To weasel into
– to get into a place or situation by being dishonest, by persuading someone in a clever way.
For example: “He weaseled his way into the palace by bribing a servant.”
(Ancient Glossary)


Weasel disappeared as silently as he once appeared in Cassius’s life. The messages just stopped coming and the boy eventually cut off his visits to the old hunting hut, which felt too empty and too abandoned without the old assassin. At first, the boy greatly missed his weird acquaintance, but his uncle’s assignments soon distracted him from these uneasy thoughts. Gnaeus Aelius suddenly realized that his nephew had grown up. The fact that the boy appeared to stop investigating his mother’s death warmed their relations, so Gnaeus entrusted Cassius with a whole set of new duties regarding the family estate and political ambitions. Being too young and too focused on his own affairs, Cassius never realized before what a complex game his uncle had been playing.

Being a commander of elite praetorian cohorts, Gnaeus Aelius was one of the key figures in maintaining the stability of the whole Roman Empire. And in those times, Rome needed stability more than ever! The old emperor died last year, leaving the throne to his grandson. Unfortunately, the grandson didn’t inherit the old emperor’s wisdom and spent most of the time, and gold, on impressive feasts. This habit eventually led to increasing taxes to cover new unexpected needs. To make things worse, the distant provinces raised their heads again, building cities and gathering their own forces with obvious intentions. The recent invention of watchtowers added new tactics to the wars between neighbors. Gnaeus Aelius sent his nephew, now a 26-year-old man, into one of those rioting provinces with a simple order. He was to do anything in his power to prevent its separation from the Roman Empire. One more lost territory would have meant civil war.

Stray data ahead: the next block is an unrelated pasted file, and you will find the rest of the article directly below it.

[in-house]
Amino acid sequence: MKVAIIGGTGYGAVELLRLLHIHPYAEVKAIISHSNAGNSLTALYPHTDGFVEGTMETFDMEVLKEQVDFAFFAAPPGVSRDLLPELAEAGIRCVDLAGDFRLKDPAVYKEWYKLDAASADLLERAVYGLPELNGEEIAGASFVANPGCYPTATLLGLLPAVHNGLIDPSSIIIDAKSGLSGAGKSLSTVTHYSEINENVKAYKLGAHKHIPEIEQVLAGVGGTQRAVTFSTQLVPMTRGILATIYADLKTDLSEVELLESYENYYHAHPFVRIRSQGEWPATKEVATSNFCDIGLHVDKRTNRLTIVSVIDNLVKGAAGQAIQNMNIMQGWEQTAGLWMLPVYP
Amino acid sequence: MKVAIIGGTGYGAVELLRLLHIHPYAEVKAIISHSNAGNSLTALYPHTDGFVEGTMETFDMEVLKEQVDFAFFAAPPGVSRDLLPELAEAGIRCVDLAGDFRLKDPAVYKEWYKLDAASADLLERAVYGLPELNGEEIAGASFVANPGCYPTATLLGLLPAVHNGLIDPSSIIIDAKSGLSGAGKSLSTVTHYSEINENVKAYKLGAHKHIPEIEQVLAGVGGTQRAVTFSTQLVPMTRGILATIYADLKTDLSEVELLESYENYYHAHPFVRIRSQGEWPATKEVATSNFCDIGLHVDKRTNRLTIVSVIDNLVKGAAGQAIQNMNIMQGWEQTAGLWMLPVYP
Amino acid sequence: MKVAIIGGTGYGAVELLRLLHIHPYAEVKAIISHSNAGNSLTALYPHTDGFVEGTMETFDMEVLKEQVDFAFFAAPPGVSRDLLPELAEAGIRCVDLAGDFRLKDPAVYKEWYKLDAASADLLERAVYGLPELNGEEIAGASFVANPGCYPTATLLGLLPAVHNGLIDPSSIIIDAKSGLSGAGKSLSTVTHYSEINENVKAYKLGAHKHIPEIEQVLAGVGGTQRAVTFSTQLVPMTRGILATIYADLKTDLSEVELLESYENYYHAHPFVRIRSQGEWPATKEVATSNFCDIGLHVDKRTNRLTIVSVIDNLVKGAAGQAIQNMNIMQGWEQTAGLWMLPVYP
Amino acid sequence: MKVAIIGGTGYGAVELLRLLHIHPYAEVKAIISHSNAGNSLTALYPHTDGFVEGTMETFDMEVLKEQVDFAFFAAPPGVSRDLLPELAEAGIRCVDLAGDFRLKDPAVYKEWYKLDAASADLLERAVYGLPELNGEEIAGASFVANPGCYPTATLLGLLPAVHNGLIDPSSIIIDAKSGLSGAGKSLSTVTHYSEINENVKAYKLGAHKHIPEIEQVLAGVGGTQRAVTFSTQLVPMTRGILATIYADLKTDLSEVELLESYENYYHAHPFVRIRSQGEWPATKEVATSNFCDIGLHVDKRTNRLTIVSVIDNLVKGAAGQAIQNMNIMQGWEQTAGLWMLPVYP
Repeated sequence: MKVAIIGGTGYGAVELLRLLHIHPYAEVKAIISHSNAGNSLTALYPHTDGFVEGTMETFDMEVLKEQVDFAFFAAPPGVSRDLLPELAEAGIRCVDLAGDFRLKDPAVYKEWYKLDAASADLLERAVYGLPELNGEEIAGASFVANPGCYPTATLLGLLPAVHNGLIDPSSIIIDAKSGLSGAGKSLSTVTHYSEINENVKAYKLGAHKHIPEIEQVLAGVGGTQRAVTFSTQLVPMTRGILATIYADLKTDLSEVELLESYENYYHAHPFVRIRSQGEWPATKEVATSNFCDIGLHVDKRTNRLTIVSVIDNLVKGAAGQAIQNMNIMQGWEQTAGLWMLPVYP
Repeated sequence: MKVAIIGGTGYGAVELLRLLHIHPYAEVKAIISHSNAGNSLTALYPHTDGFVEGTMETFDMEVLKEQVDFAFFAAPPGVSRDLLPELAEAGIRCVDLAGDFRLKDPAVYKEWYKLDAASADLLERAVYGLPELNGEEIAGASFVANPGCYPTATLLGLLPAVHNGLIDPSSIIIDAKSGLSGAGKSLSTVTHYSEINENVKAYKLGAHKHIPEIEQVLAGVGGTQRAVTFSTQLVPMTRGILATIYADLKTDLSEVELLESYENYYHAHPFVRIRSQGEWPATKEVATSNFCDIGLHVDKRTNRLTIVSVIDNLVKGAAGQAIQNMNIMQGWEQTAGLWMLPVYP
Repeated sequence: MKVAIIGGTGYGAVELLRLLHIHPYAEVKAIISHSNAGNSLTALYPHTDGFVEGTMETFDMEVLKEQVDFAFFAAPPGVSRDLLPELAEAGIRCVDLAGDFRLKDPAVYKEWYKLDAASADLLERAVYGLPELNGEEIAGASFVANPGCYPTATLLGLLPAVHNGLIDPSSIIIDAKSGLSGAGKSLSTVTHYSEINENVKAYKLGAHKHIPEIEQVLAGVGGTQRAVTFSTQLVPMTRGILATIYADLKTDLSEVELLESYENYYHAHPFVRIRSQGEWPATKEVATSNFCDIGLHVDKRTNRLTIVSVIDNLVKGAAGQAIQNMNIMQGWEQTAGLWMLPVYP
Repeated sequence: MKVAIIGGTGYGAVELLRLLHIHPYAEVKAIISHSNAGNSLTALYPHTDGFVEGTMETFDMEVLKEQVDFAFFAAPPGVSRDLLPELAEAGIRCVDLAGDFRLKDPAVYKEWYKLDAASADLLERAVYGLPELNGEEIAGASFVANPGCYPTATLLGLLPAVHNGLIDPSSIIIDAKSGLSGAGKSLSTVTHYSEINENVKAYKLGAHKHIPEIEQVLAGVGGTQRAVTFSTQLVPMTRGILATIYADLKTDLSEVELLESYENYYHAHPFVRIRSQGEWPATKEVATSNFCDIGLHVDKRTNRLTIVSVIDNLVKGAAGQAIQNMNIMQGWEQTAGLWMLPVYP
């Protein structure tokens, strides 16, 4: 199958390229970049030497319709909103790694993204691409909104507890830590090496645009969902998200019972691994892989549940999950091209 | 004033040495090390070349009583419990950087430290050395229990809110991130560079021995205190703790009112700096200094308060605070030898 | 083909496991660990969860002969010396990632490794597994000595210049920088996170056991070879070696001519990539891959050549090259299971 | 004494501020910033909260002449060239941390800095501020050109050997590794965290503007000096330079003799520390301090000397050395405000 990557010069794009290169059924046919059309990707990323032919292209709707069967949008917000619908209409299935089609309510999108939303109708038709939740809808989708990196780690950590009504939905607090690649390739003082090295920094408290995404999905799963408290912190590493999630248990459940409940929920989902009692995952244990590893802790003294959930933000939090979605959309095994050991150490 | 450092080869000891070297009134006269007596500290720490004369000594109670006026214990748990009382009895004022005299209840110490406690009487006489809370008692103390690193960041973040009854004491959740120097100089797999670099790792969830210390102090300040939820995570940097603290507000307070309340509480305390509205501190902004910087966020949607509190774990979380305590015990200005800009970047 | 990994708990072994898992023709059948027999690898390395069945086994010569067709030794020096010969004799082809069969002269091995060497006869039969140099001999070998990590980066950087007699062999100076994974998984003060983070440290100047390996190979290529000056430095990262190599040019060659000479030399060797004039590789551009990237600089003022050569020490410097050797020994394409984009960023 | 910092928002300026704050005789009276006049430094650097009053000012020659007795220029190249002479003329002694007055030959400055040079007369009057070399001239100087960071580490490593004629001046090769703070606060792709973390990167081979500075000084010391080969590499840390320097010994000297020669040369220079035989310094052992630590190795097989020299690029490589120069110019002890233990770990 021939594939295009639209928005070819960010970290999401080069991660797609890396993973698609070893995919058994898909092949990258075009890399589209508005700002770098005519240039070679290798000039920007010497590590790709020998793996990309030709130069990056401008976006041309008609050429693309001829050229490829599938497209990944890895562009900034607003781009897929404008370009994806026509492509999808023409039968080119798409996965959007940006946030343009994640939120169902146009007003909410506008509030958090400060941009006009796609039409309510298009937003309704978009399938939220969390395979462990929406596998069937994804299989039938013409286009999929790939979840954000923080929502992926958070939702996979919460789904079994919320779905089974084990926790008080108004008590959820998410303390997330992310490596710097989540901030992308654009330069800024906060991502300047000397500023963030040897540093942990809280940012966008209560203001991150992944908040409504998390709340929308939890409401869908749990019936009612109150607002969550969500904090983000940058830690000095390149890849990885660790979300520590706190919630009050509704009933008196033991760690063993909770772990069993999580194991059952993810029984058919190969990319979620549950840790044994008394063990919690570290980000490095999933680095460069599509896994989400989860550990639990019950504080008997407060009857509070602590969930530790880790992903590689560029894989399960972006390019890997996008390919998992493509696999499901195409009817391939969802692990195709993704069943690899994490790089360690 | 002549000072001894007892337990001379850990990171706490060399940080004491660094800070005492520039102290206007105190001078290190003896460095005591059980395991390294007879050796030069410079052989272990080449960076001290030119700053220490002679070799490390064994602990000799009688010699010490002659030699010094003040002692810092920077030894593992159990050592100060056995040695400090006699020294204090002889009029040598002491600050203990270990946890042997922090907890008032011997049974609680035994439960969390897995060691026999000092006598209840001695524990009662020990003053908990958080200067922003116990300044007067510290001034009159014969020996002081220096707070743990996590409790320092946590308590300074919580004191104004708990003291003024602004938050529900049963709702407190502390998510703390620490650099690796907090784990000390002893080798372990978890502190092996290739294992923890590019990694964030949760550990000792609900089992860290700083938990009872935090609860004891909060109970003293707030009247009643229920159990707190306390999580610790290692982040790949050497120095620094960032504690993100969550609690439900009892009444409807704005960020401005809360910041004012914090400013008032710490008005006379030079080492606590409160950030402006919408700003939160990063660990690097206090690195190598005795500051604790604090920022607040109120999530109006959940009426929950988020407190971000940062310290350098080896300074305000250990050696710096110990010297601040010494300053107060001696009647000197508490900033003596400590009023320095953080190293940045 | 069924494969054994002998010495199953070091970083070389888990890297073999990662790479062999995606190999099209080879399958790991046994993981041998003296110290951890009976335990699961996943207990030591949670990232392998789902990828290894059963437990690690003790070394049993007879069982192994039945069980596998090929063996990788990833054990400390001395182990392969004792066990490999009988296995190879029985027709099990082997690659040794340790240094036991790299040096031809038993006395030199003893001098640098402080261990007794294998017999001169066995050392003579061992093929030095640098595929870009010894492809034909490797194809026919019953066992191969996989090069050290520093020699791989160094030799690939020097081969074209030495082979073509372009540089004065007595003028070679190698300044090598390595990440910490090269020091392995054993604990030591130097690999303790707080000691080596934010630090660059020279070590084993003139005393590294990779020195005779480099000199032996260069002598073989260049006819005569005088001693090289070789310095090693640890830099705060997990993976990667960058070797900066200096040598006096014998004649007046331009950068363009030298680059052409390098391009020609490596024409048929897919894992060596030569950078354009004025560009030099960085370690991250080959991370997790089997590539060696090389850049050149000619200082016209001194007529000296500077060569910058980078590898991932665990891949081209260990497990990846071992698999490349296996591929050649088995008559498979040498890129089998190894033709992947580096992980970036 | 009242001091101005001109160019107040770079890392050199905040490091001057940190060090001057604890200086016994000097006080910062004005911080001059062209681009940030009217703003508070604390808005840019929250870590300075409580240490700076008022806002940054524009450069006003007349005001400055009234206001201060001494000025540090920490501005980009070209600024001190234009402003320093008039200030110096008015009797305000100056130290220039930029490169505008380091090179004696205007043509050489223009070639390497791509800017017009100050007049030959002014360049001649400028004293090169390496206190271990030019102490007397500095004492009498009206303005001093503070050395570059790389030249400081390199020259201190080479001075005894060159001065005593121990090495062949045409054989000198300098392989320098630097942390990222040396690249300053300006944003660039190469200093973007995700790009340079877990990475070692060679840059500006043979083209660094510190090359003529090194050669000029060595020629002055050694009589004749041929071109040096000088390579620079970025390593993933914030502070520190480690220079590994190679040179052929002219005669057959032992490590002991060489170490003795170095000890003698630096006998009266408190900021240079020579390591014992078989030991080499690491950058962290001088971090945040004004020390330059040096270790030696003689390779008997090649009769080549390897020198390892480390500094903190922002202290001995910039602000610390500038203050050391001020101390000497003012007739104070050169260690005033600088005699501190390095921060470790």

This order was easier said than done. Initially, things went rather smoothly. Cassius assigned two local commanders to be his deputies and granted a few of the most well-developed villages city privileges to boost their development; this appeased the people for a while. That was until the news of the burnt villages reached their settlement and all of Cassius’s efforts were thwarted.

Worst of all, Cassius still failed to see the forest behind the trees. What did the old assassin have to do with the burnt villages? Did he know that Cassius was here? Who was behind the riot that was obviously being prepared, and why? He had no answers to any of these questions.

The bang on the door announced that Bryden and Halen – the hill and harsh waters – were here. No knocking. As usual. Cassius raised his eyes and met the icy-cold gaze of the pathfinder. Bryden stood a couple of steps behind his partner, giving space to the clear leader of the two. He avoided looking at the commander. “What happened again?”

“We caught the Weasel, commander,” Halen said finally. “And guess what? He wants to talk only to you. Care to explain?” Cassius’s heart sank.